In the near future, laser-based detection systems will allow military aircraft to identify enemy ground vehicles accurately in battle zones and permit spacecraft and robotic vehicles to navigate safely through unfamiliar terrain. The technology is built around highly sensitive optical detectors that measure minute amounts of reflected laser light. These systems do three-dimensional modeling of scanned objects in real time, offering missile defense systems the capability to differentiate between re-entry vehicles and decoys.
Advances in visual processing may soon allow robot vehicles to travel autonomously across battlefields and city streets. Researchers are developing mathematical models that offer insight into how mechanical and biological systems interpret images for movement and navigation. The answers will provide a key to designing more sophisticated automated guidance systems for commercial and military use.
Government and private industry are struggling to grasp different aspects of the same challenges as they implement network-centric operations. Whether involved with e-commerce or battlefield situational awareness, organizations stand to gain substantially from a networked information infrastructure. However, some solutions-architectures, protocols or security measures-that work in some areas may not be applicable to others.
Battlefield applications of 21st century communications and information technology capabilities allow commanders to assess their own positions as well as the locations of enemies. Soldiers in the field can receive orders and take action in record time. However, an intense dialogue is in progress on how best to employ these technologies to win the war against terrorism.
While weaving the thread of homeland security throughout the panel discussions at TechNet International 2002, speakers also expressed candid views about the problems that must be solved to make the best use of today's technical capabilities. Topics included network-centric warfare, biometrics, smart cards and emergency communications.
One year ago, I discussed the role that AFCEA International can play in supporting interoperability among coalition forces. Until recently, that interoperability drive largely has focused on ensuring that vital equipment is built to the same standards on both sides of the Atlantic. The primary hurdle to be overcome was incompatibility among different nations' information systems, and building new systems along the lines of common standards helped us move toward built-in interoperability.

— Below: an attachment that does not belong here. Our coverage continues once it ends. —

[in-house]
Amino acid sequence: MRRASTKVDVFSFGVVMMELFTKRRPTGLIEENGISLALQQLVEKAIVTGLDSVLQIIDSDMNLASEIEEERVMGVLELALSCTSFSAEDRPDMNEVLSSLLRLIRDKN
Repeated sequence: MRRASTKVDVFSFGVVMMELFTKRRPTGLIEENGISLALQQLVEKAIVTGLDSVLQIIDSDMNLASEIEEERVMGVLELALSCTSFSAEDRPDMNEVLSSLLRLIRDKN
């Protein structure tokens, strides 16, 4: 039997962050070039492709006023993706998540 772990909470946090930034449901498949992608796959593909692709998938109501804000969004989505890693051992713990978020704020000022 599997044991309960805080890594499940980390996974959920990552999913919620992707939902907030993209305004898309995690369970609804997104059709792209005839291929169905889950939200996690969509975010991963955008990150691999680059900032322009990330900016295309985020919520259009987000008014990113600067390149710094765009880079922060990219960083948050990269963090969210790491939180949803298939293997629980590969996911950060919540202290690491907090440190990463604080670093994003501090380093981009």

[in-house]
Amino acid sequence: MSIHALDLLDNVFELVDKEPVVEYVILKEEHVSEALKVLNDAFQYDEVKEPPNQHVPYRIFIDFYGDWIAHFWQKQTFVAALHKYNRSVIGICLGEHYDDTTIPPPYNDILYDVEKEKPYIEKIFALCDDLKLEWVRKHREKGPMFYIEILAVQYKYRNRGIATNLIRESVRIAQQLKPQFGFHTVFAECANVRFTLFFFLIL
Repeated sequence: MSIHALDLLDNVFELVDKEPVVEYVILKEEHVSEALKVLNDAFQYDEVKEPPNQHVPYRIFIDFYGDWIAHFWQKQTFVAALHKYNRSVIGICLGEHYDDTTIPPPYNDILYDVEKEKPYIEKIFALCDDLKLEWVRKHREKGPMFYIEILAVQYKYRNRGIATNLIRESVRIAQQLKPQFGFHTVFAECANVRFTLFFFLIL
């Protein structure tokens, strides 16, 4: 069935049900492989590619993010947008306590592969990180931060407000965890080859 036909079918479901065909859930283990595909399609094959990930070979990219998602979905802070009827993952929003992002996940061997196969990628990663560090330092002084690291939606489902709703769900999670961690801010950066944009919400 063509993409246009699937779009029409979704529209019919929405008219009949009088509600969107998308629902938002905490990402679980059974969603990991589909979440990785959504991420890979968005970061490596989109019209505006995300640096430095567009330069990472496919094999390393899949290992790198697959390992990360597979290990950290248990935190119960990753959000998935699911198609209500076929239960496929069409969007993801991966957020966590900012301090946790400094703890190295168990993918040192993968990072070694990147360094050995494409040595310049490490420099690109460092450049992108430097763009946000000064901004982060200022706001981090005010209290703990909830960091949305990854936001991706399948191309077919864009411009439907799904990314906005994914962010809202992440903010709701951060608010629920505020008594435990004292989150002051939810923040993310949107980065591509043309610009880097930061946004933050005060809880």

The home nation of the former Warsaw Pact is undergoing a multifaceted military revolution as it strives to provide significant contributions to Free World security. Shortly after leading the former Eastern bloc in joining NATO, Poland is facing multiple challenges to both modernize and transform its armed forces.
This month marks the transformation of the U.S. Army's only air assault division into a new modular format that is designed to lead the Army into the future. Following similar changes at the 3rd Infantry Division, Fort Stewart, Georgia, the 101st Airborne Division (Air Assault) at Fort Campbell, Kentucky, is metamorphosing into a modular construct that brings with it significant changes in structure and equipment.
The U.S. Army's force restructuring effort is affecting every aspect of the service, including the way signal soldiers train. To address the communications needs of modular units, the U.S. Army Signal Center, Fort Gordon, Georgia, is helping to create a multifunctional signal soldier who can accomplish different tasks as required by the unit. As joint operations drive doctrine and technical solutions, the Army's junior leaders are being taught from the start to think about how the Army works with the other services beyond the realm of joint task forces.
Even Wal-Mart's Sam Walton might stand in awe of the way the U.S. Army is transforming its logistics infrastructure. The service has identified four focus areas for change and is now in the blueprinting phase of improving how the supply chain links. With the support of commercial enterprise resource planning technology, the Army is targeting problems to ensure that data is not the only asset that makes it to the end of the last tactical mile.